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The Mission House by Carys Davies

It was Tony’s description of it as “life-affirming” and “reticent and quiet and almost gentle” that took me to this book. All those things were true, but it was set in India, and in my experience of books set in India involve some pain. The story centers on Hilary Byrd, an Englishman who has been fired from his job in a library and always needed his sister to help...

Books to Read

The Dead Are Arising:  The Life of Malcolm X by Les Payne and Tamara Payne. Stranger in the Shogun’s City:  A Japanese Woman and Her World by Amy Stanley. The Color of Water:  A Black Man’s Tribute to his White Mother by James McBride Fox and I:  An Uncommon Friendship by Catherine Raven. July 6. The Mission House by Carys Davies. Tony described it as almost gentle and life-affirming...

The Old Jest by Jennifer Johnston

This is my fifth Jennifer Johnston book and, as usual, I was glad to have given it my attention. She is an amazing Irish author, almost unknown in this country. This one is set a few years after the end of World War I and focuses on Nancy Gulliver, who has just turned 18. Having been orphaned, she lives with her Aunt Mary and her grandfather who is moving into dementia. Bridey cooks and cleans...

The Dry by Jane Harper

Jane Harper’s first novel is a police procedural set in rural Australia a few hundred miles west of Melbourne in an area that had been beset by a drought of several years duration. The main character is Aaron Falk, returned to the town after 20 years absence for the funerals of his high school friend Luke, his wife, and son. Aaron and his father had moved to Melbourne when he was a teenager...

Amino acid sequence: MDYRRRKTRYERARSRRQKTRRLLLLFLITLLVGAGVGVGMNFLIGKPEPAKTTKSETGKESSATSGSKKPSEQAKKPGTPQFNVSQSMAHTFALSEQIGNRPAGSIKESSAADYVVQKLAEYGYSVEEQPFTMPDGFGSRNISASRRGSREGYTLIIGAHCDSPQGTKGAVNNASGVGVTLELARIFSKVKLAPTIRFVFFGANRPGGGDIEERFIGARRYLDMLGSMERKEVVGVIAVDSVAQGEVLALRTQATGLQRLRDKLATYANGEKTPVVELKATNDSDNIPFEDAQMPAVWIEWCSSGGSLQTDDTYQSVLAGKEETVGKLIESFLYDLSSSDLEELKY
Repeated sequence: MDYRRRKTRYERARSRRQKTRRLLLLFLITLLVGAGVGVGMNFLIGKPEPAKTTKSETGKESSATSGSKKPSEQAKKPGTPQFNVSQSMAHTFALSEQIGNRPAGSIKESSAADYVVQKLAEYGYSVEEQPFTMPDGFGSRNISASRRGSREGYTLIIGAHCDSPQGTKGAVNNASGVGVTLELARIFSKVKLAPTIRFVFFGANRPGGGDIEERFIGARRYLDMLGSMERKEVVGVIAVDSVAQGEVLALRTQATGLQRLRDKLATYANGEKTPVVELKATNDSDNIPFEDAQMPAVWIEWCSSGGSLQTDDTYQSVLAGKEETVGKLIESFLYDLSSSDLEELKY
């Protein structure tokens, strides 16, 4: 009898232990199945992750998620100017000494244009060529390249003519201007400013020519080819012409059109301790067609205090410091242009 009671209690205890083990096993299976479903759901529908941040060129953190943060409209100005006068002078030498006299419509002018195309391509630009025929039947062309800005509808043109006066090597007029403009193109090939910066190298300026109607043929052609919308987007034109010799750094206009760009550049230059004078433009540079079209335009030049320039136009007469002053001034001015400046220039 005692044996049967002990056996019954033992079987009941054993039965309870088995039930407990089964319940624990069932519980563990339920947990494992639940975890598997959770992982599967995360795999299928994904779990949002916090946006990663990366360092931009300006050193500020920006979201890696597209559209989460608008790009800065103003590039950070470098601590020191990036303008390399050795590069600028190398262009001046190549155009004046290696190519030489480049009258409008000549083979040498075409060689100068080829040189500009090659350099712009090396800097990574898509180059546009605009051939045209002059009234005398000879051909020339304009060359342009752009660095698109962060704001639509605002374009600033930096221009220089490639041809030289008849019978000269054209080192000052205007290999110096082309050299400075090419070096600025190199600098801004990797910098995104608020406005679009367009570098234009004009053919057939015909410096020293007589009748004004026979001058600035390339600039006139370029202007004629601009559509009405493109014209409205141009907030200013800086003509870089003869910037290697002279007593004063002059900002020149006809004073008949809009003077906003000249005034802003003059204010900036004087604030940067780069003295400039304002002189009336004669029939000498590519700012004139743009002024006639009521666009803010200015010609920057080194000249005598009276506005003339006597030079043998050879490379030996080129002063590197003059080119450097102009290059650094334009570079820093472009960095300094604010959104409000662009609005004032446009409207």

Daisy Bates in the Desert by Julia Blackburn

It is hard work to read a biography of a liar, a person who works to create myths about themselves. My previous experience of this was with Calamity Jane, that denizen of the Wild West who is buried near Wild Bill Hickok in Deadwood, S.D. When I read a short academic take on her life, I found it was an unsatisfying effort to separate facts and myth with no charm. This author, by contrast, is...

Here We Are by Graham Swift

I was excited to see that the author of Mothering Sunday (which I loved) and Last Orders, winner of the Booker prize, has recently written a new book. It more than met my high expectations and I am at the moment listening to it for the second time. The story begins with a vaudeville show at the end of a pier in Brighton in the mid-1950s, just before television puts an end to such entertainment...

The Night Watchman by Louise Erdrich

While I was listening to this book, the announcement came that it won the Pulitzer Prize for fiction. What a good choice they made! The book centers on two stories that intersect. Thomas, a night watchman who succeeds in derailing an effort by a Senator in the early 1950s to abrogate the treaties with the Turtle Mountain Band of Chippewa, was based on her grandfather, Patrick Gorneau. The effort...

On Juneteenth by Annette Gordon-Reed

A memoir by the eminent scholar who wrote so impressively about the Hemings family of Monticello is not to be missed. The importance of Juneteenth made it especially appealing to me because a beloved professor I knew organized a Juneteenth celebration every year at our local community college. Gordon-Reed admits to having felt some resentment when celebrations of Juneteenth outside Texas began to...

Monogamy by Sue Miller

This is a close examination of an unusual marriage and those tangentially connected to it. It was billed as the story of a widow who learns that her husband had been unfaithful, so I was surprised to find that I was more than half way through before Annie made her discovery. Besides the chief couple, Graham and Annie, there are other fully active characters. Most important of these is Frieda...

The Secret Lives of Church Ladies by Deesha Philyaw

I was thunderstruck by this wonderful book and have listened to it again. It was a finalist for the National Book Award. Philyaw brings you into the intimacies of the lives of these black women with just a few words and uses a variety of storytelling approaches to do so. Some are first person narratives. In “Eula” the narrator Caroletta tells of her long-time friendship with Eula...

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